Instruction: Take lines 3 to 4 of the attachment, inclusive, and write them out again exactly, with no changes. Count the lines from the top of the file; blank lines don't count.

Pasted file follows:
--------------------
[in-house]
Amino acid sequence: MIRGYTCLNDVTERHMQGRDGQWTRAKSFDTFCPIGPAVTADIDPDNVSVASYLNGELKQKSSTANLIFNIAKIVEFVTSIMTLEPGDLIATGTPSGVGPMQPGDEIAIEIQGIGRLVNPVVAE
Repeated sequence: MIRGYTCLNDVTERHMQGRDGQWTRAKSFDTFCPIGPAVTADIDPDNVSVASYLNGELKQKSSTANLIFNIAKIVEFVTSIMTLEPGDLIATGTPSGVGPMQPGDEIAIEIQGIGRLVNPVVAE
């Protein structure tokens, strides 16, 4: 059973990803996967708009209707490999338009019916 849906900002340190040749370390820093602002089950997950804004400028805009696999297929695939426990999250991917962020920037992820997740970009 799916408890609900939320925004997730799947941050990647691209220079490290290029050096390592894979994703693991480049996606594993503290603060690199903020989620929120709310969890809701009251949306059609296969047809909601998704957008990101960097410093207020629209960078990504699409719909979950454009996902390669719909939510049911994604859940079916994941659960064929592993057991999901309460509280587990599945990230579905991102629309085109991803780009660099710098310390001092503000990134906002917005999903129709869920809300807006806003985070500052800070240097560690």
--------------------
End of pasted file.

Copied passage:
Repeated sequence: MIRGYTCLNDVTERHMQGRDGQWTRAKSFDTFCPIGPAVTADIDPDNVSVASYLNGELKQKSSTANLIFNIAKIVEFVTSIMTLEPGDLIATGTPSGVGPMQPGDEIAIEIQGIGRLVNPVVAE
């Protein structure tokens, strides 16, 4: 059973990803996967708009209707490999338009019916 849906900002340190040749370390820093602002089950997950804004400028805009696999297929695939426990999250991917962020920037992820997740970009 799916408890609900939320925004997730799947941050990647691209220079490290290029050096390592894979994703693991480049996606594993503290603060690199903020989620929120709310969890809701009251949306059609296969047809909601998704957008990101960097410093207020629209960078990504699409719909979950454009996902390669719909939510049911994604859940079916994941659960064929592993057991999901309460509280587990599945990230579905991102629309085109991803780009660099710098310390001092503000990134906002917005999903129709869920809300807006806003985070500052800070240097560690």